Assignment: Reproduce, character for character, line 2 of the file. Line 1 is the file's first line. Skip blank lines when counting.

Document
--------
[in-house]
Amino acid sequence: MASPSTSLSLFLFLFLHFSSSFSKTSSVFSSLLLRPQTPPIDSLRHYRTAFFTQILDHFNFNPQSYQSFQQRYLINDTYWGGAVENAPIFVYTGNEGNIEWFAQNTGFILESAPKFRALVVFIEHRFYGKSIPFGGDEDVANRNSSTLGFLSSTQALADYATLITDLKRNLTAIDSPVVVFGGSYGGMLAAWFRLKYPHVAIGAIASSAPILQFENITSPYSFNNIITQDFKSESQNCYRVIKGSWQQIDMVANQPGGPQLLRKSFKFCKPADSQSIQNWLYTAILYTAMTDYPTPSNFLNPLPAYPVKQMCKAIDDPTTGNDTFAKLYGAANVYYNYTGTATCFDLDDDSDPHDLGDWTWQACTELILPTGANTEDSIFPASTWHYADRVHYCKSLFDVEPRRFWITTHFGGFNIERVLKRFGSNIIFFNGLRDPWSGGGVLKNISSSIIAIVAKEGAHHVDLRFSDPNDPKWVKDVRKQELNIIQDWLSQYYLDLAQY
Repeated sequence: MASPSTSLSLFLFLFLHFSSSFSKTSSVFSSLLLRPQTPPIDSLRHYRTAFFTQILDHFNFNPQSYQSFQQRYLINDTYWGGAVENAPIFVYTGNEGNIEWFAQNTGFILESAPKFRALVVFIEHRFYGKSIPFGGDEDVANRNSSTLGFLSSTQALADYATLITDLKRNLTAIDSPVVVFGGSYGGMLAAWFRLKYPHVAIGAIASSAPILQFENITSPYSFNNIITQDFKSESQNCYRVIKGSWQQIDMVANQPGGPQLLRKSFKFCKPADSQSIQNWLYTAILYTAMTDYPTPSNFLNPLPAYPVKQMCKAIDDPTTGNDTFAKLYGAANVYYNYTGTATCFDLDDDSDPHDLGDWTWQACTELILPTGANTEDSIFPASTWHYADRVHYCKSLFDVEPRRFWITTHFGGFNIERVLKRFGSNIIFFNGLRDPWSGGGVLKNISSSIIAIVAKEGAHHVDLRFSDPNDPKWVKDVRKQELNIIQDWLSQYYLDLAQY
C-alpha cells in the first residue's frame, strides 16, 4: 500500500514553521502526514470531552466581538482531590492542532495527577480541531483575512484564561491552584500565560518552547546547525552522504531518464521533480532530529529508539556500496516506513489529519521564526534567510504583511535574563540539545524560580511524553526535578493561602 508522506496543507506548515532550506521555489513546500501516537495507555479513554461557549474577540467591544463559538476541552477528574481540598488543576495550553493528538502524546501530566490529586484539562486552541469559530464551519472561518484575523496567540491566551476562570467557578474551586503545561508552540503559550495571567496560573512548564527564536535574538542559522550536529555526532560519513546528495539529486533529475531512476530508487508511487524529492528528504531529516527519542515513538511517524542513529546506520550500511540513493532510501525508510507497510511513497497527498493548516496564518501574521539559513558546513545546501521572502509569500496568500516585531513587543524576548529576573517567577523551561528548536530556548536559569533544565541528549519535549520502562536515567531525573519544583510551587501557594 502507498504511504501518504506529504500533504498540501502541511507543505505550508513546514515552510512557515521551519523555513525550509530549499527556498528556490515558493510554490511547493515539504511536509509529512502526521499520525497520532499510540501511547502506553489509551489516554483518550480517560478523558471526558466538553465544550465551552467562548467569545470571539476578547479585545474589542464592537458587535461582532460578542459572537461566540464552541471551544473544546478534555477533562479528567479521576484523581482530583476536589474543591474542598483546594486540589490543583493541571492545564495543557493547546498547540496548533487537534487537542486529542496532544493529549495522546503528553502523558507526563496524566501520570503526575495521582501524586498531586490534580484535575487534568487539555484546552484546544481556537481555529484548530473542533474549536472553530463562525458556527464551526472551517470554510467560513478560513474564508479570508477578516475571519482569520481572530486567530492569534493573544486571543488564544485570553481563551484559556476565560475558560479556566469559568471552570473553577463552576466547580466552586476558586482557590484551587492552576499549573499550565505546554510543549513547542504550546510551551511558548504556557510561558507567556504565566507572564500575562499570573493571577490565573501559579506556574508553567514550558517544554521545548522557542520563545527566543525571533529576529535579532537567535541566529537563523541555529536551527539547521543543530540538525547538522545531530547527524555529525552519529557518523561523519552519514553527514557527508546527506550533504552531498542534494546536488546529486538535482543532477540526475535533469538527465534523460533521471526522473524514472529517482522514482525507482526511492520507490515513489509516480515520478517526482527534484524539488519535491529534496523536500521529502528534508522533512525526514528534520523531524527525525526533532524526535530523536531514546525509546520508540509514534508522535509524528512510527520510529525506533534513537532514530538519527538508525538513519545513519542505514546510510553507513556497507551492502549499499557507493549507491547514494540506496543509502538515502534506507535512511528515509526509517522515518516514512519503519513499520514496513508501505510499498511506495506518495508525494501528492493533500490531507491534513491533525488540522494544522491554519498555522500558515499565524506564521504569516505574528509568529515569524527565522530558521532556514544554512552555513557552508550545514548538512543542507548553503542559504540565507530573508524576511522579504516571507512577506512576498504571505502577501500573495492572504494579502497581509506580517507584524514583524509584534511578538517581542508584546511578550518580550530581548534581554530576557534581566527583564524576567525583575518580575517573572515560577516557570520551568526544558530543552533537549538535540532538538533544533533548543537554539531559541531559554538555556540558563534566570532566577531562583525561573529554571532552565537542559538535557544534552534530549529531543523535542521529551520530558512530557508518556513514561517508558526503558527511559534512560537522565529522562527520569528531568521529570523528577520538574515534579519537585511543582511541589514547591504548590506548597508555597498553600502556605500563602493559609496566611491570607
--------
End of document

Amino acid sequence: MASPSTSLSLFLFLFLHFSSSFSKTSSVFSSLLLRPQTPPIDSLRHYRTAFFTQILDHFNFNPQSYQSFQQRYLINDTYWGGAVENAPIFVYTGNEGNIEWFAQNTGFILESAPKFRALVVFIEHRFYGKSIPFGGDEDVANRNSSTLGFLSSTQALADYATLITDLKRNLTAIDSPVVVFGGSYGGMLAAWFRLKYPHVAIGAIASSAPILQFENITSPYSFNNIITQDFKSESQNCYRVIKGSWQQIDMVANQPGGPQLLRKSFKFCKPADSQSIQNWLYTAILYTAMTDYPTPSNFLNPLPAYPVKQMCKAIDDPTTGNDTFAKLYGAANVYYNYTGTATCFDLDDDSDPHDLGDWTWQACTELILPTGANTEDSIFPASTWHYADRVHYCKSLFDVEPRRFWITTHFGGFNIERVLKRFGSNIIFFNGLRDPWSGGGVLKNISSSIIAIVAKEGAHHVDLRFSDPNDPKWVKDVRKQELNIIQDWLSQYYLDLAQY